That's the focus of this special presentation. We're highlighting seven consumer discretionary stocks that are worthy of keeping in your portfolio no matter what happens in the broader market.



View the "7 Consumer Discretionary Stocks That May Defy Expectations".

Free Email Newsletter

Complete the form below to receive the latest headlines and analysts' recommendations for your stocks with our free daily email newsletter:


Most Read This Week

Recent Articles

Search Headlines:

Latest PodcastIs The Market Near a Bottom, Does it Matter?

Today’s interview is a little different, in that you get a LOT of market perspective from someone who’s been analyzing stocks from the ground up, for more than three decades. In this conversation, Kate chats with Nancy Zambell, the chief analyst for the Cabot Money Club Letter - and Nancy has a really deep and varied background in the financial industry - as she mentions in this interview, she’s been a banker, real estate professional, and a stock market analyst.

MarketBeat Resources

Premium Research Tools

MarketBeat All Access subscribers can access stock screeners, the Idea Engine, data export tools, research reports, and other premium tools.

Discover All Access

Market Data and Calendars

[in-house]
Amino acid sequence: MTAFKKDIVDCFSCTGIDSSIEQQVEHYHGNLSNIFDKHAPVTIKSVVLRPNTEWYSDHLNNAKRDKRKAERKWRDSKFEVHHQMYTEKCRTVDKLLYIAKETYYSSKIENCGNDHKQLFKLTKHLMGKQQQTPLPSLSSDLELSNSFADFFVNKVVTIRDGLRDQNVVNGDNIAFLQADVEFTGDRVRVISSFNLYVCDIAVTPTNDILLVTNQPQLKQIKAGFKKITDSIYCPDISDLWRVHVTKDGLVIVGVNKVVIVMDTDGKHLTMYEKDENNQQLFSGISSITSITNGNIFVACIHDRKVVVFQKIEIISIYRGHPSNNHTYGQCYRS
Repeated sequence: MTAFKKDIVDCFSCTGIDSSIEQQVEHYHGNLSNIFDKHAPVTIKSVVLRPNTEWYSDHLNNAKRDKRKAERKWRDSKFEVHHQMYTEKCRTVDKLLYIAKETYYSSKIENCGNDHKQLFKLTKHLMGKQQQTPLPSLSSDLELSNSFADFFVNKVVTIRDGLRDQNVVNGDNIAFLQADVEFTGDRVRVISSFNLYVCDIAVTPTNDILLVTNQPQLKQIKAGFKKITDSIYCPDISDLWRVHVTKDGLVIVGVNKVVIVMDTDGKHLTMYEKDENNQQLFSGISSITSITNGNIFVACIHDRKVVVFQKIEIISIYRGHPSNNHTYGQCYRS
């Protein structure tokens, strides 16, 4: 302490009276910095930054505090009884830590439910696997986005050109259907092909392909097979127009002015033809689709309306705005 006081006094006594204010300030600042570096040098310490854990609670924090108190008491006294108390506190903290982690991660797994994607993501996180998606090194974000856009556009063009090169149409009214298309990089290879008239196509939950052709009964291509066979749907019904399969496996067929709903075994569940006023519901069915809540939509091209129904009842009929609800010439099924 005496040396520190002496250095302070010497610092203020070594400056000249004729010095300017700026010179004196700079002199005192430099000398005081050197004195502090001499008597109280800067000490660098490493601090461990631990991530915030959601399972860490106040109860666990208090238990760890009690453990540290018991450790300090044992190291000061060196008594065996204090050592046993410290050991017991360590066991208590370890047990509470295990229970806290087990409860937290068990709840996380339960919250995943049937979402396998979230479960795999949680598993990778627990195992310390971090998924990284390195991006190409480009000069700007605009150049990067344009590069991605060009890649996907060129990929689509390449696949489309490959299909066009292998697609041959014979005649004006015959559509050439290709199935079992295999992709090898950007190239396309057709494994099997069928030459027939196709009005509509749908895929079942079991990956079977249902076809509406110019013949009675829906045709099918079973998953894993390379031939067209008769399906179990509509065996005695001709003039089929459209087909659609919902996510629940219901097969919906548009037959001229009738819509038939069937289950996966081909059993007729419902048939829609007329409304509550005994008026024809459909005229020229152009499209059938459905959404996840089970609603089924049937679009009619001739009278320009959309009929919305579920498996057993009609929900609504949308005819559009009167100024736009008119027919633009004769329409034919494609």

Looking for new stock ideas? Want to see which stocks are moving? View our full suite of financial calendars and market data tables, all for free.

View Market Data

Investing Education and Resources

Receive a free world-class investing education from MarketBeat. Learn about financial terms, types of investments, trading strategies and more.

Financial Terms
Details Here
MarketBeat - Stock Market News and Research Tools logo

MarketBeat empowers individual investors to make better trading decisions by providing real-time financial data and objective market analysis. Whether you’re looking for analyst ratings, corporate buybacks, dividends, earnings, economic reports, financials, insider trades, IPOs, SEC filings or stock splits, MarketBeat has the objective information you need to analyze any stock. Learn more about MarketBeat.

MarketBeat is accredited by the Better Business Bureau MarketBeat is rated as Great on TrustPilot

© American Consumer News, LLC dba MarketBeat® 2010-2022. All rights reserved.
326 E 8th St #105, Sioux Falls, SD 57103 | U.S. Based Support Team at contact@marketbeat.com | (844) 978-6257
MarketBeat does not provide personalized financial advice and does not issue recommendations or offers to buy stock or sell any security.

Our Accessibility Statement | Terms of Service | Do Not Sell My Information | RSS Feeds

© 2022 Market data provided is at least 10-minutes delayed and hosted by Barchart Solutions. Information is provided 'as-is' and solely for informational purposes, not for trading purposes or advice, and is delayed. To see all exchange delays and terms of use please see disclaimer.